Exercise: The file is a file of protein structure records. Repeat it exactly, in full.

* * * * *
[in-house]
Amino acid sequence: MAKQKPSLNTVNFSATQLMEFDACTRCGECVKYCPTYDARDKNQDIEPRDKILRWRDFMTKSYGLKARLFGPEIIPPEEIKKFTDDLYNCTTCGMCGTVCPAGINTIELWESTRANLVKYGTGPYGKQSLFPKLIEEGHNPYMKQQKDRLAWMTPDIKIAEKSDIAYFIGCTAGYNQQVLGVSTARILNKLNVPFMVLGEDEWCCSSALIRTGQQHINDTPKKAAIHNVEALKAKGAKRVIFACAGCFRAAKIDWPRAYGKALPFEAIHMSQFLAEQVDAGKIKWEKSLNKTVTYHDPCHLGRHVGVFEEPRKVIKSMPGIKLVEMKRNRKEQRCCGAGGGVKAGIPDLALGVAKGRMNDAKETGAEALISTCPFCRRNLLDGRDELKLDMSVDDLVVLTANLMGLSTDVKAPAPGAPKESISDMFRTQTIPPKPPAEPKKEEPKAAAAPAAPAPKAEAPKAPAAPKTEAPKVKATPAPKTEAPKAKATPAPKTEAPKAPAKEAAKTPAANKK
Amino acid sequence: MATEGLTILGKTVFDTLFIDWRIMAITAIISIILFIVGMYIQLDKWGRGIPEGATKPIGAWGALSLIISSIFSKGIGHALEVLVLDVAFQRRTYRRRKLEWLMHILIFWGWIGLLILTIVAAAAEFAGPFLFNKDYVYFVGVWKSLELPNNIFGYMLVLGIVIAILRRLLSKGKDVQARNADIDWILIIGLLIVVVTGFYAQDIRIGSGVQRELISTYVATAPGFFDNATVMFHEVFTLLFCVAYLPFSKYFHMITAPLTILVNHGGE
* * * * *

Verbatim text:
[in-house]
Amino acid sequence: MAKQKPSLNTVNFSATQLMEFDACTRCGECVKYCPTYDARDKNQDIEPRDKILRWRDFMTKSYGLKARLFGPEIIPPEEIKKFTDDLYNCTTCGMCGTVCPAGINTIELWESTRANLVKYGTGPYGKQSLFPKLIEEGHNPYMKQQKDRLAWMTPDIKIAEKSDIAYFIGCTAGYNQQVLGVSTARILNKLNVPFMVLGEDEWCCSSALIRTGQQHINDTPKKAAIHNVEALKAKGAKRVIFACAGCFRAAKIDWPRAYGKALPFEAIHMSQFLAEQVDAGKIKWEKSLNKTVTYHDPCHLGRHVGVFEEPRKVIKSMPGIKLVEMKRNRKEQRCCGAGGGVKAGIPDLALGVAKGRMNDAKETGAEALISTCPFCRRNLLDGRDELKLDMSVDDLVVLTANLMGLSTDVKAPAPGAPKESISDMFRTQTIPPKPPAEPKKEEPKAAAAPAAPAPKAEAPKAPAAPKTEAPKVKATPAPKTEAPKAKATPAPKTEAPKAPAKEAAKTPAANKK
Amino acid sequence: MATEGLTILGKTVFDTLFIDWRIMAITAIISIILFIVGMYIQLDKWGRGIPEGATKPIGAWGALSLIISSIFSKGIGHALEVLVLDVAFQRRTYRRRKLEWLMHILIFWGWIGLLILTIVAAAAEFAGPFLFNKDYVYFVGVWKSLELPNNIFGYMLVLGIVIAILRRLLSKGKDVQARNADIDWILIIGLLIVVVTGFYAQDIRIGSGVQRELISTYVATAPGFFDNATVMFHEVFTLLFCVAYLPFSKYFHMITAPLTILVNHGGE